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The Halal food Authority rules for halal are based on Islamic Shari’ah.

The antonym to halal is haram, which means unlawful or forbidden.

Rennet and Pepsin, for example, are often sourced from the stomach lining of mammals (including swine).

There are non-animal sources of rennet, and there may be some dispute as to the permissibility of non-porcine (e.g.

Many yogurts (greek-style yogurts in particular) do not, and gelatin be halal if it's properly sourced, but given that most gelatin on marketed goods is just labelled "gelatin" there's no way to distinguish that which is derived from pork from that which is halal.

However, many dairy products use haram (or at least questionable) ingredients in their manufacture. The typical cheese-making process requires an enzyme to curdle the milk, and this enzyme is often of animal origin.

However, the certificates granted by the religious authorities of the exporting country should be accepted in principle by the importing country, except when the latter provides justification for other specific requirements.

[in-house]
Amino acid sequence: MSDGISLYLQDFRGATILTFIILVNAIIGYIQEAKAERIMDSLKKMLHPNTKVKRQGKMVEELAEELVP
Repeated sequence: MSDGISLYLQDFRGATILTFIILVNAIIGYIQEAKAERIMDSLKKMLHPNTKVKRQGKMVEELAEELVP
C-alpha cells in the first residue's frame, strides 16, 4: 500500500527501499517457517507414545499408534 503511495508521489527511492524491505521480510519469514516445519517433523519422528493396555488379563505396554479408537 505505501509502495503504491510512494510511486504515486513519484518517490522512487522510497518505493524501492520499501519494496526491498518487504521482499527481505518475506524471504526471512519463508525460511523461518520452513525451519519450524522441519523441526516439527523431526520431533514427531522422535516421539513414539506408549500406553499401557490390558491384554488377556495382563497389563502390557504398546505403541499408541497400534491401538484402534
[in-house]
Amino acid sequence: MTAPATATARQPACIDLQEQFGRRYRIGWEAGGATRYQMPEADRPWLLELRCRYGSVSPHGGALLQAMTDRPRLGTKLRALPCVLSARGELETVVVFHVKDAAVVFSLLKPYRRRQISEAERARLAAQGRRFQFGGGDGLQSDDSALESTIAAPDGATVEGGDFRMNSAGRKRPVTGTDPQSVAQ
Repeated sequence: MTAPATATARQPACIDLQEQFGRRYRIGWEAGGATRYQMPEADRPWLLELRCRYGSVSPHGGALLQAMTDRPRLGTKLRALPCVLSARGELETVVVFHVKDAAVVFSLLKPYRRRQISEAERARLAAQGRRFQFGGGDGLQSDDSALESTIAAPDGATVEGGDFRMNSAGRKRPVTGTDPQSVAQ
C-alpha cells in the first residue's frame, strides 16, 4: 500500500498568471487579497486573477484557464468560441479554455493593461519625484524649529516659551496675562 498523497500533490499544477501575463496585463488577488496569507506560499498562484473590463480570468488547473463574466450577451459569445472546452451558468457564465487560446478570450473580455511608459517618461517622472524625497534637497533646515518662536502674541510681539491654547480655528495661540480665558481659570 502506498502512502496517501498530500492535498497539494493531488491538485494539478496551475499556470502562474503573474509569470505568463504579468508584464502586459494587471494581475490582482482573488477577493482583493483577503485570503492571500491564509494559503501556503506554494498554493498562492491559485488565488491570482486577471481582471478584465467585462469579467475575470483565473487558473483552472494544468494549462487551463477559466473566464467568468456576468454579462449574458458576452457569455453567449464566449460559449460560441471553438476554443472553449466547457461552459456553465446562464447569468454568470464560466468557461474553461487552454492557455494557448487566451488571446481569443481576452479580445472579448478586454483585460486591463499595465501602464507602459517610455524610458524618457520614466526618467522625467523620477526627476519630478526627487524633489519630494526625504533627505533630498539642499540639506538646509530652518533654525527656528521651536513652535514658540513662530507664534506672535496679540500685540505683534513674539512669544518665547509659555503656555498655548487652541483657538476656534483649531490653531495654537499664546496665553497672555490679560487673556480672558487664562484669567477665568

1 SCOPE1.1 These guidelines recommend measures to be taken on the use of Halal claims in food labelling.1.2 These guidelines apply to the use of the term halal and equivalent terms in claims as defined in the General Standard for the Labelling of Prepackaged Foods and include its use in trade marks, brand names and business names.1.3 These guidelines are intended to supplement the Codex General Guidelines on Claims and do not supersede any prohibition contained therein.2 DEFINITION2.1 Halal Food means food permitted under the Islamic Law and should fulfil the following conditions:2.1.1 does not consist of or contain anything which is considered to be unlawful according to Islamic Law;2.1.2 has not been prepared, processed, transported or stored using any appliance or facility that was not free from anything unlawful according to Islamic Law; and2.1.3 has not in the course of preparation, processing, transportation or storage been in direct contact with any food that fails to satisfy 2.1.1 and 2.1.2 above.2.2 Notwithstanding Section 2.1 above:2.2.1 halal food can be prepared, processed or stored in different sections or lines within the same premises where non-halal foods are produced, provided that necessary measures are taken to prevent any contact between halal and non-halal foods;2.2.2 halal food can be prepared, processed, transported or stored using facilities which have been previously used for non-halal foods provided that proper cleaning procedures, according to Islamic requirements, have been observed.3 CRITERIA FOR USE OF THE TERM “ HALAL”3.1 LAWFUL FOODThe term halal may be used for foods which are considered lawful.

It is well known in the meat trade that Muslims consume halal meat.

However, at times questions are asked, what is halal? Opposite to it is haram, which means forbidden or not allowed.